Here, just in asking and paying for the information cost, it took 32 days and further 7 days to reach the reply. Thus, it took approximately 40 days with no guarantee of the reply being satisfactory.
Problems in the Final Appeal stage: Here the main issue is that there is no time limit for the Final Appeal Authority of disposing of the appeal, unlike the First Appeal Authority. The hearing of a case may take months or even years. It is because the Final Appeal Authority is burdened with a plethora of appeals waiting for their disposal.
Frivolous RTI applications: Many times, the RTI Act, of 2005 is misused by filing frivolous applications. This leads to situations where officers are blackmailed and even threatened if they do not provide the desired information. In Paardarshita Public Welfare Foundation versus Union of India, The Delhi High Court has slapped a fine of Rs. 75000/- on an NGO for filing a frivolous RTI application asking irrelevant queries leading to harassment of two MCD engineers.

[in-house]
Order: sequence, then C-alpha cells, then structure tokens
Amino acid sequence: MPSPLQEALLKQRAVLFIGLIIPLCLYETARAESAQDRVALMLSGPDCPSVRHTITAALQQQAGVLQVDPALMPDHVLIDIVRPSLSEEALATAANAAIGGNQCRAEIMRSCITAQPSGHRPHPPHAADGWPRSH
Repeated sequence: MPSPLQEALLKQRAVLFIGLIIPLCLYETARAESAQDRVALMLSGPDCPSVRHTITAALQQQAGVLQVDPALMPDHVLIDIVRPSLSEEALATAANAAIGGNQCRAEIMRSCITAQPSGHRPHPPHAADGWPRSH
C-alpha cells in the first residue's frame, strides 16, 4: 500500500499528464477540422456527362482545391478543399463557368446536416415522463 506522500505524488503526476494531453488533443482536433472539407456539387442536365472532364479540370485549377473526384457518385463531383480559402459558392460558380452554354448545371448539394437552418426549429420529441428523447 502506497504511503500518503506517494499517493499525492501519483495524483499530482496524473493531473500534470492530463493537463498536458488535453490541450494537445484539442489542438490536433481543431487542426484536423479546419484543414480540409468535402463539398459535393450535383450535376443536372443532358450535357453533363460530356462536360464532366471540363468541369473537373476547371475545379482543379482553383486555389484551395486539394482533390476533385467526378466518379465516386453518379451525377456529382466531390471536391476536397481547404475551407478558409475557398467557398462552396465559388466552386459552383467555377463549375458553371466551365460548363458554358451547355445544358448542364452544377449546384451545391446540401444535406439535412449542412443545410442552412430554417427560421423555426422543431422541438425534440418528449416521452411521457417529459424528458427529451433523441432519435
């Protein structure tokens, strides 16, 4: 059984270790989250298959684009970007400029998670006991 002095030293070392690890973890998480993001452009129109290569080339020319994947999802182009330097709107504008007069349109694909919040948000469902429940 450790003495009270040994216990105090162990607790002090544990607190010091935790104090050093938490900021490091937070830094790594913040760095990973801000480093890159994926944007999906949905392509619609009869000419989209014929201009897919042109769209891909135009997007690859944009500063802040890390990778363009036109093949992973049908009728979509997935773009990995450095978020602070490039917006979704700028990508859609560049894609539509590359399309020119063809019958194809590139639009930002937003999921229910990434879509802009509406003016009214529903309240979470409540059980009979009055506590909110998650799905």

No accountability for private entities: The RTI Act is applicable only to public undertakings and government bodies. Like many laws of the World, it does not cover private entities. India is a welfare state where the majority of the sovereign functions are performed by these private bodies, hence the Act must apply to private enterprises as well.
No uniformity: Under the RTI Act state governments have been empowered to make RTI rules concerning fees to be charged to the RTI applicants. Different state governments and their organizations have drafted different rules relating to charging RTI fees.